The furore over the recent chemical weapons attack in Syria has overshadowed disturbing events to the south, as Egypt’s generals wage a quiet war of attrition against the Hamas leadership in Gaza. A recent cartoon in a Hamas newspaper showed Gaza squeezed between pincers – one arm Israel, the other Egypt. A Hamas spokesperson was recently quoted saying Egypt was “trying to outmatch the Israelis in tormenting and starving our people”.
Iran’s president, Hassan Rouhani, warned during an interview on the US channel NBC that Israel had “brought instability to the region with its war-mongering policies”. Destabilizing its enemies has long been Israel’s main strategy. Now its challenge is to persuade Obama that war, not diplomacy, is in Washington’s best interests in both Syria and Iran.
Israeli officials are reported to be increasingly nervous that international efforts to destroy of Syria’s chemical weapons might serve as a prelude to demands on Israel to eliminate its own, undeclared weapons of mass destruction. Concerns about Israel’s possible chemical weapons arsenal intensified following the disclosure this month of a confidential CIA report suggesting Israel had created a significant stockpile of such weapons by the early 1980s.
The new US-Russian deal to dispose of Syria’s chemical weapons can probably be turned to Israel’s advantage. Syria will be hosting international inspectors searching for WMD, not unlike the situation in Iraq shortly before the US-led invasion of 2003. Israel, it can safely be assumed, will quietly meddle, trying to persuade the West that Assad is not cooperating and that Hizbullah and Iran are implicated.
The Holy Land may be the cradle of Judaism, Christianity and Islam – the three Abrahamic faiths that share much in common – but Israel has preferred to draw on a tradition that imagines the region in terms of a clash of civilisations. This is the context for understanding the announcement this month of a “forum” between the government and Israel’s Christian Palestinians designed to push them into serving in the Israeli military.
Cafes have always been integral components of Arab culture, making room for cultural and political syntheses. With the gradual increase in the complexities of contemporary issues facing the Arab societies, cafes have developed into safe havens for different local communities to think openly, be different and exist in a free environment in the face of repressive and inhospitable surroundings. They have become active ingredients in the change the Arab world is witnessing.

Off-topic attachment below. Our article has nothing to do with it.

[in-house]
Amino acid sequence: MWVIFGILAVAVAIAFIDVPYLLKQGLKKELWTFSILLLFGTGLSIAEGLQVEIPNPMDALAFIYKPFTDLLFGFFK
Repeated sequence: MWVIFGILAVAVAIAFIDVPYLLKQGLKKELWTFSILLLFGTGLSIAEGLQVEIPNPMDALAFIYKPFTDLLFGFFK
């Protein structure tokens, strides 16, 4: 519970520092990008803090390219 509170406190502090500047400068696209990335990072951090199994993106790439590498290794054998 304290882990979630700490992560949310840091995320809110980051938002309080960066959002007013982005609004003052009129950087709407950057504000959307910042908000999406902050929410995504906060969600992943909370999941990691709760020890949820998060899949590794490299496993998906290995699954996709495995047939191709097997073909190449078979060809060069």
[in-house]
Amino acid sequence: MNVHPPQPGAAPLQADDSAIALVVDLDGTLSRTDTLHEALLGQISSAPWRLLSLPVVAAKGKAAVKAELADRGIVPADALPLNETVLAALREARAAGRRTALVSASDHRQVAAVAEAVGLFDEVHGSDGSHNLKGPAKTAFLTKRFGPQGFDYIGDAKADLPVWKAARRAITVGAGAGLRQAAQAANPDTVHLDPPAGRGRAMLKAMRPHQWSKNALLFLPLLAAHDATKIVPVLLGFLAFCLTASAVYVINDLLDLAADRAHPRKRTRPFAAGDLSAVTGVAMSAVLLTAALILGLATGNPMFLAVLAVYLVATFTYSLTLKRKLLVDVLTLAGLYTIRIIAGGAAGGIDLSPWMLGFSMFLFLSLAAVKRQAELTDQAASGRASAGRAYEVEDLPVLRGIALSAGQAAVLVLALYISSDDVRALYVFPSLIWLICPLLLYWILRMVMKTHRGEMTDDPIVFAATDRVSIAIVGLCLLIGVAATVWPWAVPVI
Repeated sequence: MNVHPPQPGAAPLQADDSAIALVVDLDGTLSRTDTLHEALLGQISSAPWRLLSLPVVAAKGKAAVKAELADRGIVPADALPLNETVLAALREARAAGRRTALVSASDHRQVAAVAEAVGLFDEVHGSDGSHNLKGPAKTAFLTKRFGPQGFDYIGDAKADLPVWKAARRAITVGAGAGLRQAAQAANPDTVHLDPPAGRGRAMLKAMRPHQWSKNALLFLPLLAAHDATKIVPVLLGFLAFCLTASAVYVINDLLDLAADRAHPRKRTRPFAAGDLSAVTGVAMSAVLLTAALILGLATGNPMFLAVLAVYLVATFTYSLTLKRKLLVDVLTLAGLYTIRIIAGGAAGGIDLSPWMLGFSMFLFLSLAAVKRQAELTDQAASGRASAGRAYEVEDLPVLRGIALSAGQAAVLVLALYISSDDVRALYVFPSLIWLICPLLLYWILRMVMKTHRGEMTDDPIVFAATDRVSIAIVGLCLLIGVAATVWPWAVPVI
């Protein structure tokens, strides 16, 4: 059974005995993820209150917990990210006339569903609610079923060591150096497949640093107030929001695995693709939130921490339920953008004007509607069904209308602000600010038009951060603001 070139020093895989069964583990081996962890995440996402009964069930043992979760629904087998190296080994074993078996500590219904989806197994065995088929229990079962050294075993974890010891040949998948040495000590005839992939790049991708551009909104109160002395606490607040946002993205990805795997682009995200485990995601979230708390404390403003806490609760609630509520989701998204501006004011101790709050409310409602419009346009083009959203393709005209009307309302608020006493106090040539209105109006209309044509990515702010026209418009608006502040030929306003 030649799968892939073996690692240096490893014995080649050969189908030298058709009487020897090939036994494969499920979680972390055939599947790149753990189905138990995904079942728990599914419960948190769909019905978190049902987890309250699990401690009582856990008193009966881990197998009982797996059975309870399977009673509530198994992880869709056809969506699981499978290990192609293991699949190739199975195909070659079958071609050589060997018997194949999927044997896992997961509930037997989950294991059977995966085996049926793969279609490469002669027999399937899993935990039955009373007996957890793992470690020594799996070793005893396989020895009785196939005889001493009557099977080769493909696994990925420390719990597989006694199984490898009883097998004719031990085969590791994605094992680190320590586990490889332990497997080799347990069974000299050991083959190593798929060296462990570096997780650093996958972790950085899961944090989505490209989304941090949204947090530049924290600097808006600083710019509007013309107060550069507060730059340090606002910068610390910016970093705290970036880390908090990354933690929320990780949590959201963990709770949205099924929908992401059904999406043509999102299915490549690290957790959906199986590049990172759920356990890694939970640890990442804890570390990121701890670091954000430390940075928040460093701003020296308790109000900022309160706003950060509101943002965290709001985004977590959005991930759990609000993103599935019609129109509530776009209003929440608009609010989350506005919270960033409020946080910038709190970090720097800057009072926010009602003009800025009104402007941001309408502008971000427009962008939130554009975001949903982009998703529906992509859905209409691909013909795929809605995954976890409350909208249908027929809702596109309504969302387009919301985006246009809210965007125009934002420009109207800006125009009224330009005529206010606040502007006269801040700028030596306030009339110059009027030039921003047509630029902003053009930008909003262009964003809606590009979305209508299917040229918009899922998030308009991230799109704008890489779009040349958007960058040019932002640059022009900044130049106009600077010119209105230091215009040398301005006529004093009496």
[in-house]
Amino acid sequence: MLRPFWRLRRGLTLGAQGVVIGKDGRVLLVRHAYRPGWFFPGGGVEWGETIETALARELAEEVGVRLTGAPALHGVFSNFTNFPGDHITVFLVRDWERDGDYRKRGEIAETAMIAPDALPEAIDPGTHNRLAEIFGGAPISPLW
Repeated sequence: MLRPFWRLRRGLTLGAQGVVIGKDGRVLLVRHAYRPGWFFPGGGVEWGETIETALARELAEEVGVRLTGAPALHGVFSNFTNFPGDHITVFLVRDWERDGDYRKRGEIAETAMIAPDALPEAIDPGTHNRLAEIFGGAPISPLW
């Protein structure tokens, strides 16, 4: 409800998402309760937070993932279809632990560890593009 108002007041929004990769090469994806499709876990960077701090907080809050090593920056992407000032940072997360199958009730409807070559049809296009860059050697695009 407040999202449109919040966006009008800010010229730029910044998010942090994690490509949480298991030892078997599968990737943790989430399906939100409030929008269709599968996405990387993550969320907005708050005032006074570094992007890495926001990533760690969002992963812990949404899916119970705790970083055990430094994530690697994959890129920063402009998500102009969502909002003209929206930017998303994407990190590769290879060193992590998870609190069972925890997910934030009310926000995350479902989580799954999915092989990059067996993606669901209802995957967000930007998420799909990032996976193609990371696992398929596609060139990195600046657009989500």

The tiny village of Al-Aqaba in the West Bank is a model of access for the disabled. Its mayor, Hajj Sami Sadeq, has been using a wheelchair since the age of 14, when a bullet from an Israeli soldier lodged in his spine. His case typifies the especially ambiguous aura around disability among Palestinians. The view of disability shifted dramatically during the two intifadas, when tens of thousands of men, women and children were left with permanent injuries from Israeli military operations.
In recent weeks, Israel has moved from relative inaction to a deepening involvement in Syrian affairs: it launched two air strikes last month, and at the same time fomented claims that Damascus had used chemical weapons. Meanwhile, statements from Israeli officials have tacked wildly between threats to oust Assad one moment and denials that Israel has any interest in his departure the next. Is Israel sending out contradictory signals to sow confusion, or is it simply confused itself?
Faced with years of diplomatic impasse between Israel and the Palestinian Authority of Mahmoud Abbas, John Kerry, the US secretary of state, seized his chance to resurrect the peace process earlier this month. He extracted from the Arab League an agreement to dust off a decade-old regional plan, the Arab Peace Initiative, declaring the move “a very big step forward”.
In 2007 Tony Blair assumed the position of Quartet Representative. Against the background of mounting criticism at home over his role in the 2003 Iraq War, this profile examines the record of Blair’s activities in the Middle East over the past five years. The picture that emerges is one of rapid self-enrichment through murky consultancies and opaque business deals with Middle East dictators, and an official role whose main results appear to be an unhappy Palestinian Authority and the perpetuation of the status quo.